Internal and External Deadlines (And Book Update)

** The book will be going live sometime this week (and at the VERY latest, next week), and I do hope you pick yourself up a copy! **

My plan was to have the book out today – but like anyone who is travelling for their first time, you forget to plan for unexpected delays: Longer check-in time than expected, longer security line, visa issues (which I know all too well about), and so on.

My goal was to have the book out today, but I ran into so many hurdles it’s a surprise I am still running at all. However, like anything, the important part is to draw lessons from the outcome, and move on.

The book IS done, but just going through some final editing and formatting steps. Hopefully it will be going live sometime this week – so stay tuned!

But now, the equally interesting part- what I have learned so far from the process.

What I Have Learned So Far From Writing a Book

Writing a book has been more than an exercise is writing and editing – it has been a micro experiment in launching a product.

The most recent lesson I learned is be careful when committing to deadlines, especially external deadlines. There are two different forms of deadlines; external and internal. Telling myself that I was to have a rough draft done by August 1st would be an internal deadline, publishing that I will launch the book on August 20th is a external deadline.

Internal Deadlines

Internal deadlines are important, and necessary. They serve as a motivator towards execution and completion. They help us focus on what needs to get done, and when. However, they also require more intrinsic motivation – especially if you are a team of one (as I was mostly for this book). If you miss an internal deadline, no one will notice, and no one will care.

For this reason internal deadlines can be dangerous. In fact, most procrastination (in my opinion) comes from a lack of follow thru on internal deadlines; the deadlines you set for yourself but have yet to follow through on.

On one hand it’s good that no one will notice you missing an internal deadline – it means you can set ambitious internal goals and objectives. Writing a book about my university experiences and advice was an ambitious internal goal, and it wasn’t something I wanted to go public with right away, in case I changed my mind.

However, that advantage carries with it certain disadvantages too. If you never commit to something beyond a promise to yourself, you are placing a lot of faith in your own personal ability to carry through. Sharing a goal or objective with friends, family and peers can be highly motivating.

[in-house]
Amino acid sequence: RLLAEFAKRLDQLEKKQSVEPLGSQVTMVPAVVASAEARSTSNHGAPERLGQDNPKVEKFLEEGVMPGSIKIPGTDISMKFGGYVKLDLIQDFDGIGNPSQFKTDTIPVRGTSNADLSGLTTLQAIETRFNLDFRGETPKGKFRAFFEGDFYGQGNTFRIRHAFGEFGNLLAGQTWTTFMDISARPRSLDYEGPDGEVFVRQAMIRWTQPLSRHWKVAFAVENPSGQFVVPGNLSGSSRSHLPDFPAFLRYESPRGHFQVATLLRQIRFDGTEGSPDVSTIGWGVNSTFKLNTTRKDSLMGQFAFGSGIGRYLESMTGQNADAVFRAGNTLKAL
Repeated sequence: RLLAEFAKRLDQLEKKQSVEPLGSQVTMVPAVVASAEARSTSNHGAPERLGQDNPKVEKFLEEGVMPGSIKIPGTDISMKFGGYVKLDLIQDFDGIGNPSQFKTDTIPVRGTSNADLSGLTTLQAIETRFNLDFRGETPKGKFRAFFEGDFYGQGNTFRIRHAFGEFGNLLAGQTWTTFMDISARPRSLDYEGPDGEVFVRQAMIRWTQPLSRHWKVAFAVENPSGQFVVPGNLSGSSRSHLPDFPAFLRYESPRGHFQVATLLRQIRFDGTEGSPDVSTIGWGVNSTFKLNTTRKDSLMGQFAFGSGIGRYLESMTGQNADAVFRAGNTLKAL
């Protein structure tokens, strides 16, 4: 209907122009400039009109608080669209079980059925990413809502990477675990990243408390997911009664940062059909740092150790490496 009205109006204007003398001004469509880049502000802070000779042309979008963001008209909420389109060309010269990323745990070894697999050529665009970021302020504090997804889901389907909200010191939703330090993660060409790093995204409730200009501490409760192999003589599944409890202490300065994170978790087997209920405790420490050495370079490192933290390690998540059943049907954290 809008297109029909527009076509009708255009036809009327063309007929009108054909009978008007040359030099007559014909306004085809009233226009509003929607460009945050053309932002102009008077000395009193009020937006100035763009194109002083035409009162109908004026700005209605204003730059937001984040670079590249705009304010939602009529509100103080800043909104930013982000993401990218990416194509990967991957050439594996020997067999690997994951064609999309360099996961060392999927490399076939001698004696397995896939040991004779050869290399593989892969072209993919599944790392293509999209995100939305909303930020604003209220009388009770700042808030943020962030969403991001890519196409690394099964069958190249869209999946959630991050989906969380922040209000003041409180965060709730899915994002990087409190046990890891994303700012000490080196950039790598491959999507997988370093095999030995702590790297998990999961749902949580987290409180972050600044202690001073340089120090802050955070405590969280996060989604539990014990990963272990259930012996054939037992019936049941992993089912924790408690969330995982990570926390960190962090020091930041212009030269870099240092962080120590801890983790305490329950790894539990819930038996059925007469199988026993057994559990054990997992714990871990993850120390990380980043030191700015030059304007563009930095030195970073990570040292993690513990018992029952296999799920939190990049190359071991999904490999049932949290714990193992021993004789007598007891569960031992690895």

This is where you must make a personal decision – at what point do you transition deadlines from internal to external? At what point do you share your personal goals with those around you?

External Deadlines

The nice thing about internal deadlines is that they are highly malleable – they can be altered, changed, and tweaked to adjust to conditions at the time. External deadlines, on the other hand, are highly static. Once you set one (as I did) you should do everything in your power to meet that deadline.

Why does it matter whether or not you deliver on the promised deadline? Your inability to meet deadlines erodes the market’s faith. If you are continuously late, the market (and your employer, your co-workers, and your peers) will come to think you are naturally late when meeting deadlines. This means people will come to place little, if any, faith in your promised deadlines.

However, external deadlines can also be a great motivator. Telling yourself you will do something is a good first step, but as I explained above, it is in no way binding. You can alter that promise in any way you want, and no one (but you) will ever know. Publicly announcing something is entirely different – it’s like holding your own feet to the fire – you are announcing what you are going to do, and when you are going to do it.

When to Transition from Internal to External

So, what does it all mean to you?

Here’s what I learned: you should take a calculated approach to anything new, and this approach should be the transition (sometimes gradual, sometimes expedited) from internal to external deadlines.

When you find any new project, goal or task, first explore it from an internal perspective. Depending on the task at hand, you may have varying amounts of time, but use this time to figure out what kind of commitment you are making, how much time it will take, and whether or not you will be able to complete it.

From there, begin setting internal deadlines for yourself to meet certain steps of completion. By following these deadlines you will be able to get started on the task without having to make a public commitment (as you may still be unsure as to your commitment level).

Finally, as you start to draw near to completion, begin sharing the project with others. Begin setting external deadlines to both hold yourself responsible for completion, but to also motivate you to the finish line – its in the last kilometer of a 10 kilometer run that we need the most motivation.

However, don’t feel that your first external deadline has to take the form of a be-all-end-all. Use small steps to both publicize completion, and allow yourself room for manoeuvring. This was another lesson I learned: rather than committing to the book in finalized form, I should have committed to having a final draft done (beta of the literary world?). By only committing to a final draft, I would have left myself with manoeuvring room to adjust to the situations that arose.

None the less, this process continues to be educational and enlightening – and I am thankful that I have been given the chance to walk down this path.

The book will be going live sometime this week (and at the VERY latest, next week), and I do hope you pick yourself up a copy! 

 

 

Blair Livingston

 

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